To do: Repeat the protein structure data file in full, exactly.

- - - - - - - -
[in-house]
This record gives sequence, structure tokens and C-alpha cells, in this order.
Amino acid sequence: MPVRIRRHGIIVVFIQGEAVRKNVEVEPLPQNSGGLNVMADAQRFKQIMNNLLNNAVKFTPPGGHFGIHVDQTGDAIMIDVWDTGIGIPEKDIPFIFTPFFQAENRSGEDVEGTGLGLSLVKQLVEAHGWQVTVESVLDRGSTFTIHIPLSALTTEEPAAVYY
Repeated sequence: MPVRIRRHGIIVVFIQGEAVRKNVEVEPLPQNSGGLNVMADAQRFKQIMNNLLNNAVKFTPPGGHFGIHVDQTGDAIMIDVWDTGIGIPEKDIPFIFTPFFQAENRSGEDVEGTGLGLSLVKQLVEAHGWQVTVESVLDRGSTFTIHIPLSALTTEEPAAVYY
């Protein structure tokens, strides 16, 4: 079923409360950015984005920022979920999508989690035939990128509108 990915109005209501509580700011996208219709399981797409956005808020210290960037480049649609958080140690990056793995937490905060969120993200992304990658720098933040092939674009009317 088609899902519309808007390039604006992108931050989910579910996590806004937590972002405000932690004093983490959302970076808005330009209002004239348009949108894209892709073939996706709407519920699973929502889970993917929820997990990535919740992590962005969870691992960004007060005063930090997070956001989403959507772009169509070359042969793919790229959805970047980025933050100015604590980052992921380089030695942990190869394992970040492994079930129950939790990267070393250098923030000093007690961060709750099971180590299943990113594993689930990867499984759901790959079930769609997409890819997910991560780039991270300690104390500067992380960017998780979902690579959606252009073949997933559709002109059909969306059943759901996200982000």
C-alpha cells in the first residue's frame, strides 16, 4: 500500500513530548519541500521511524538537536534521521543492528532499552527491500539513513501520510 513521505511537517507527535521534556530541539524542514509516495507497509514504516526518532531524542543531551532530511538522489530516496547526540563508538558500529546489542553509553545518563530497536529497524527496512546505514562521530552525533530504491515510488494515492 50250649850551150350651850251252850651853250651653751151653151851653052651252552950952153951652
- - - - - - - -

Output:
[in-house]
This record gives sequence, structure tokens and C-alpha cells, in this order.
Amino acid sequence: MPVRIRRHGIIVVFIQGEAVRKNVEVEPLPQNSGGLNVMADAQRFKQIMNNLLNNAVKFTPPGGHFGIHVDQTGDAIMIDVWDTGIGIPEKDIPFIFTPFFQAENRSGEDVEGTGLGLSLVKQLVEAHGWQVTVESVLDRGSTFTIHIPLSALTTEEPAAVYY
Repeated sequence: MPVRIRRHGIIVVFIQGEAVRKNVEVEPLPQNSGGLNVMADAQRFKQIMNNLLNNAVKFTPPGGHFGIHVDQTGDAIMIDVWDTGIGIPEKDIPFIFTPFFQAENRSGEDVEGTGLGLSLVKQLVEAHGWQVTVESVLDRGSTFTIHIPLSALTTEEPAAVYY
């Protein structure tokens, strides 16, 4: 079923409360950015984005920022979920999508989690035939990128509108 990915109005209501509580700011996208219709399981797409956005808020210290960037480049649609958080140690990056793995937490905060969120993200992304990658720098933040092939674009009317 088609899902519309808007390039604006992108931050989910579910996590806004937590972002405000932690004093983490959302970076808005330009209002004239348009949108894209892709073939996706709407519920699973929502889970993917929820997990990535919740992590962005969870691992960004007060005063930090997070956001989403959507772009169509070359042969793919790229959805970047980025933050100015604590980052992921380089030695942990190869394992970040492994079930129950939790990267070393250098923030000093007690961060709750099971180590299943990113594993689930990867499984759901790959079930769609997409890819997910991560780039991270300690104390500067992380960017998780979902690579959606252009073949997933559709002109059909969306059943759901996200982000």
C-alpha cells in the first residue's frame, strides 16, 4: 500500500513530548519541500521511524538537536534521521543492528532499552527491500539513513501520510 513521505511537517507527535521534556530541539524542514509516495507497509514504516526518532531524542543531551532530511538522489530516496547526540563508538558500529546489542553509553545518563530497536529497524527496512546505514562521530552525533530504491515510488494515492 50250649850551150350651850251252850651853250651653751151653151851653052651252552950952153951652